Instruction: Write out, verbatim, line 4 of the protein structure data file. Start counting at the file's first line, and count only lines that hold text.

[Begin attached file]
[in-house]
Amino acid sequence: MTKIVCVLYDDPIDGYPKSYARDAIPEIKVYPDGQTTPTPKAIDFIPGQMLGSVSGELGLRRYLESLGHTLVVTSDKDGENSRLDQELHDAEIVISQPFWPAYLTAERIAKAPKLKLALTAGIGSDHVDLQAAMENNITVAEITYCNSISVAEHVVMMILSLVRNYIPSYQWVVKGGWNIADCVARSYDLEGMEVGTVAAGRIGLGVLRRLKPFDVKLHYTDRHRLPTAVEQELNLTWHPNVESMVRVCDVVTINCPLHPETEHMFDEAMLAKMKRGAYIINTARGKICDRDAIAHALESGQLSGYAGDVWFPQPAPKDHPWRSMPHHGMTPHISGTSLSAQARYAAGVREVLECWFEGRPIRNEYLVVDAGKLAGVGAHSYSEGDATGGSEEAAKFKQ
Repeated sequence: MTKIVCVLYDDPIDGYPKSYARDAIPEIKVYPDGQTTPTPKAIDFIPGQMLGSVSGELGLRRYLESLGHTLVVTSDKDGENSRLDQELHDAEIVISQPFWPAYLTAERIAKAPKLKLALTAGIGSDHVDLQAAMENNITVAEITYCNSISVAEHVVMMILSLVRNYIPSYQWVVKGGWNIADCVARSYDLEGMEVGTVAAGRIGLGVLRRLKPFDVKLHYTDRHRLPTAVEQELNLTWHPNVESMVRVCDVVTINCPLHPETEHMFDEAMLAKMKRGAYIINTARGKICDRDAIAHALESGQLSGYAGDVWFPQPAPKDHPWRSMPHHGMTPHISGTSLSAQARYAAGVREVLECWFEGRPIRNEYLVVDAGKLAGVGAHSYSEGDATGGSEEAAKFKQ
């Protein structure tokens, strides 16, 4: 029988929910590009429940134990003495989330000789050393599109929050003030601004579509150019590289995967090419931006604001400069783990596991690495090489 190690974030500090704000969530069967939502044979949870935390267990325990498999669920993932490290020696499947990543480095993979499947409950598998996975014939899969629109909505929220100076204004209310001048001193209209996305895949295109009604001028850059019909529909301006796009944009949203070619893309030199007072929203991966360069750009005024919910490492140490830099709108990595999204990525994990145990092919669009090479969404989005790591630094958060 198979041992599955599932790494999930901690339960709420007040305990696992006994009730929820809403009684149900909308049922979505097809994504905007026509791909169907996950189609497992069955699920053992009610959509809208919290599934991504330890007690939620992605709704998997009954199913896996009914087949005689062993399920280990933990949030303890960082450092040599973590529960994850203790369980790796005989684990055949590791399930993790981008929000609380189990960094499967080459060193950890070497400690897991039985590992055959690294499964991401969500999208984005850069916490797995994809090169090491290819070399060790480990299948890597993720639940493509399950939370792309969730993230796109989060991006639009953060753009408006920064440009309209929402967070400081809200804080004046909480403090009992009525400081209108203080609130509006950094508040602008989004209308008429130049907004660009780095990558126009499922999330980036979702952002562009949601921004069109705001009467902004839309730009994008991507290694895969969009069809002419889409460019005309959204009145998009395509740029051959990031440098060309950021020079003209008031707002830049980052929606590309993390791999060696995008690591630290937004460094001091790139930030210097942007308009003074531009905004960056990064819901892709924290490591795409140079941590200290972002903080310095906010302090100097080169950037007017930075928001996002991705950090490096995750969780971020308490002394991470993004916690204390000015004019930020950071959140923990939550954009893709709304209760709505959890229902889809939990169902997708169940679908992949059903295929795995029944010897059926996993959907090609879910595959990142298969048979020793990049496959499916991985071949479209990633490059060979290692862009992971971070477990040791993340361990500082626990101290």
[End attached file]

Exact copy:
């Protein structure tokens, strides 16, 4: 029988929910590009429940134990003495989330000789050393599109929050003030601004579509150019590289995967090419931006604001400069783990596991690495090489 190690974030500090704000969530069967939502044979949870935390267990325990498999669920993932490290020696499947990543480095993979499947409950598998996975014939899969629109909505929220100076204004209310001048001193209209996305895949295109009604001028850059019909529909301006796009944009949203070619893309030199007072929203991966360069750009005024919910490492140490830099709108990595999204990525994990145990092919669009090479969404989005790591630094958060 198979041992599955599932790494999930901690339960709420007040305990696992006994009730929820809403009684149900909308049922979505097809994504905007026509791909169907996950189609497992069955699920053992009610959509809208919290599934991504330890007690939620992605709704998997009954199913896996009914087949005689062993399920280990933990949030303890960082450092040599973590529960994850203790369980790796005989684990055949590791399930993790981008929000609380189990960094499967080459060193950890070497400690897991039985590992055959690294499964991401969500999208984005850069916490797995994809090169090491290819070399060790480990299948890597993720639940493509399950939370792309969730993230796109989060991006639009953060753009408006920064440009309209929402967070400081809200804080004046909480403090009992009525400081209108203080609130509006950094508040602008989004209308008429130049907004660009780095990558126009499922999330980036979702952002562009949601921004069109705001009467902004839309730009994008991507290694895969969009069809002419889409460019005309959204009145998009395509740029051959990031440098060309950021020079003209008031707002830049980052929606590309993390791999060696995008690591630290937004460094001091790139930030210097942007308009003074531009905004960056990064819901892709924290490591795409140079941590200290972002903080310095906010302090100097080169950037007017930075928001996002991705950090490096995750969780971020308490002394991470993004916690204390000015004019930020950071959140923990939550954009893709709304209760709505959890229902889809939990169902997708169940679908992949059903295929795995029944010897059926996993959907090609879910595959990142298969048979020793990049496959499916991985071949479209990633490059060979290692862009992971971070477990040791993340361990500082626990101290």